In Search of Coconut Milk
In Search of Coconut Milk
July 5, 2010
My assignment was to pick up a few items from the grocery store. You should understand in advance that I’m not the designated shopper in our family. I suffer from a condition called CFS (Can’t Find Shit). If you ask me, for example, to open the crisper and take out the bowling ball and the severed human hand, I would come back with, at best, one of those items and a bag of small carrots.
So you can imagine the panic that sets in when I’m handed a shopping list. I hope and I hope and I hope that the list will contain only familiar and easy-to-locate objects. For example, cucumbers are a good choice for me. I know where to find them, and when I come home with one that is spongy and inedible, I can say, “It was the best one they had.”
I scan the shopping list: six items. I feel good about five of them. The sixth is coconut milk. Oh, God. I do not ask Shelly where in the grocery store I might find coconut milk. That is announcing failure in advance. I vow to find it on my own.
As I drive toward the store, I consider the possible hiding places for coconut milk. I’m sure it’s not in the dairy section. And they probably don’t have an “all things coconut” section. It’s not a fruit juice. It’s not a soda. My only hope is that a thirsty monkey is in the store at the same time, so I can follow him.
I soon realized that I don’t have any of the qualities necessary for finding coconut milk. I’m not a good shopper. I’m not experienced at cooking, which might give me a clue as to what section the coconut milk would be in. I have no knowledge of the store. I have no patience. I’m not a good guesser. If there’s a choice that is correct and a choice that will go horribly wrong, my instincts always lead me in the direction that will be comically catastrophic. It’s often not good to be me.
I was willing to ask someone for help, but all of the store employees were in their secret hiding places, and the other shoppers all seemed angry. If I had a different type of personality, I might impose on the other shoppers and not care about their angry reactions. Or I might have interrupted a checker during a transaction. But as I’m trying to tell you here, I have NONE OF THE QUALITIES NECESSARY FOR FINDING COCONUT MILK. I don’t know how many more ways I can say that.
I decide to do a shelf-by-shelf search, leaving out no section of the store, no matter how unlikely. I search through the donuts and the tortillas. I rifle through the radishes. “It might be frozen” I think to myself before opening every door of every refrigerated section. After searching most of the store, I was near exhaustion – and starvation, ironically. I reached the Asian food section. I never knew that my grocery store was a racist, but there it was. My eyes gazed upon a can on the bottom shelf with mostly Japanese or possibly Chinese characters and an English title “Coconut Milk.” Now I have a new problem. I wonder if any of those words mean anything I should know, such as “Not intended for use in any of the ways your wife would like,” or “99% Panda urine.” There were a lot of ways this could go wrong. Worse yet, there were two brands side by side. Was one of them the “right” kind and one of them the sort of thing you only buy if you have a severe case of CFS?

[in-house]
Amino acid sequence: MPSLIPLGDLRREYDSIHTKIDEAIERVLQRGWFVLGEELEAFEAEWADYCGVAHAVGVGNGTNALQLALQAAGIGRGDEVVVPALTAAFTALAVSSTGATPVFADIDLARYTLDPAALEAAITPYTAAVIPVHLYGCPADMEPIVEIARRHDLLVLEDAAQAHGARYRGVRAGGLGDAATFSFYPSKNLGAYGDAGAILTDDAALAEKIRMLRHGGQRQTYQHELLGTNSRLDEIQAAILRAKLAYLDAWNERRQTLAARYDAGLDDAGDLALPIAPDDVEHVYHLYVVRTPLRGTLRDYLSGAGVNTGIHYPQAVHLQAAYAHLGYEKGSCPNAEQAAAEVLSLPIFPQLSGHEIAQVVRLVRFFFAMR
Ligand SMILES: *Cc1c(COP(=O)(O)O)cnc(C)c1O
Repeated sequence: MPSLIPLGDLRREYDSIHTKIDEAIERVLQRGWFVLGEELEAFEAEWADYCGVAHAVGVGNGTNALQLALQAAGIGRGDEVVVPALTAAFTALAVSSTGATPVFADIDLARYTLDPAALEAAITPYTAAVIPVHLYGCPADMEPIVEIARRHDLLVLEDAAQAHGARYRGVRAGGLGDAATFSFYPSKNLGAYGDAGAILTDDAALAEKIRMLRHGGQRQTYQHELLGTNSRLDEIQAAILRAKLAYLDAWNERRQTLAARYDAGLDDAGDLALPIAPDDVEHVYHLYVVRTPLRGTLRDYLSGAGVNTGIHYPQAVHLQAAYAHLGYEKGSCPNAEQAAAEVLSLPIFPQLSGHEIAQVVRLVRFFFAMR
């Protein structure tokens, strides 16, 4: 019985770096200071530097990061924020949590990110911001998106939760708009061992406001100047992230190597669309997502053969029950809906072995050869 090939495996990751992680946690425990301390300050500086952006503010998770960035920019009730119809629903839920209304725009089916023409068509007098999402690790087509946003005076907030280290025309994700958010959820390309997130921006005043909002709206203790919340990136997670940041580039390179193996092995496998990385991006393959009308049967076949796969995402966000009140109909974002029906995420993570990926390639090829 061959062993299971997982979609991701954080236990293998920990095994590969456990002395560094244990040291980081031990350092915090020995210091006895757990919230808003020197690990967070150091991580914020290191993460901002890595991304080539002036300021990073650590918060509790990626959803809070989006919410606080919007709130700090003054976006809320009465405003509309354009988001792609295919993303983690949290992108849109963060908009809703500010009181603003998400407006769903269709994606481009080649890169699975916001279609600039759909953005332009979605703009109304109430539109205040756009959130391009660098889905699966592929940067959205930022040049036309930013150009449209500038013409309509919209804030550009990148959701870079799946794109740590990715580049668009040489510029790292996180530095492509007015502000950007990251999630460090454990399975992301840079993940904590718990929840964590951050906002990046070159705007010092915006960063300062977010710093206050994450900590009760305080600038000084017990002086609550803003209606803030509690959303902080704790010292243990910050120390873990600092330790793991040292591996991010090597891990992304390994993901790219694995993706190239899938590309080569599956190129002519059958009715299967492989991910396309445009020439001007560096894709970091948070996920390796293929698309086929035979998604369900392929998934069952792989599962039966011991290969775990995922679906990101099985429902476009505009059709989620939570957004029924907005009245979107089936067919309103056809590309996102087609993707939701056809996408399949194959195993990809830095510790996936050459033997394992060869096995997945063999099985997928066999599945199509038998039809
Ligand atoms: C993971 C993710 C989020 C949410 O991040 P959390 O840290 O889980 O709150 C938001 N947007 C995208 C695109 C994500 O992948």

I choose one brand randomly and grab four cans, semi-triumphantly. I quickly locate the other items on the list and sprint for the checkout. As a precaution, I double-check my shopping list. It said FIVE cans of coconut milk, not four. Damn! I hurried back to where I found the first four, only to discover that in the past five minutes the store employees had scampered out of their hidey holes and rearranged the entire store without anyone noticing. It was like a bad dream. The Asian food section was now nothing but pickles and mayonnaise. Or maybe I am bad at retracing my steps. The point is that I have NONE OF THE QUALITIES NECESSARY FOR FINDING COCONUT MILK TWICE.
Eventually I find where the Asian food section has been hidden. I pay for my items and stride triumphantly out of the store, across the parking lot, only to discover that someone has stolen my minivan. Or maybe I forgot where I parked. Or maybe the friggin’ thing was on the bottom shelf of the ever-moving Asian food section. The point is that I couldn’t find it.
In past situations like this, when I needed to distract myself so I wouldn’t spontaneously transform from Bruce Banner into something green, I used to check my BlackBerry to see if I had any interesting messages. But I got rid of my BlackBerry, and now I have something called an iPhone. It operates differently, in the sense that instead of being a device for communicating, it is more like carrying disappointment in your pocket. On this day, despite having both the ringer and vibration setting on, my iPhone had failed to warn me of two incoming texts and one voice call from Shelly. The first text message read “Also get lemon juice.”
The items I had already purchased would have melted in the car, should I ever find it, because temperatures hovered around 100 degrees. And I couldn’t take my groceries back into the store because I fear being arrested for shoplifting. Once I buy something, I spend the next six months driving in wide arcs around the store whenever I’m in the area just so no one will falsely accuse me of running out the door without paying. This is one more way in which I’m not normal. I know I had a receipt. Shut up.
Eventually I found the minivan. I drove home and tried to convince Shelly that the lack of lemon juice was Steve Jobs’ fault. She didn’t say anything, but judging from the way she shook her head in disgust, I think she really hates that guy.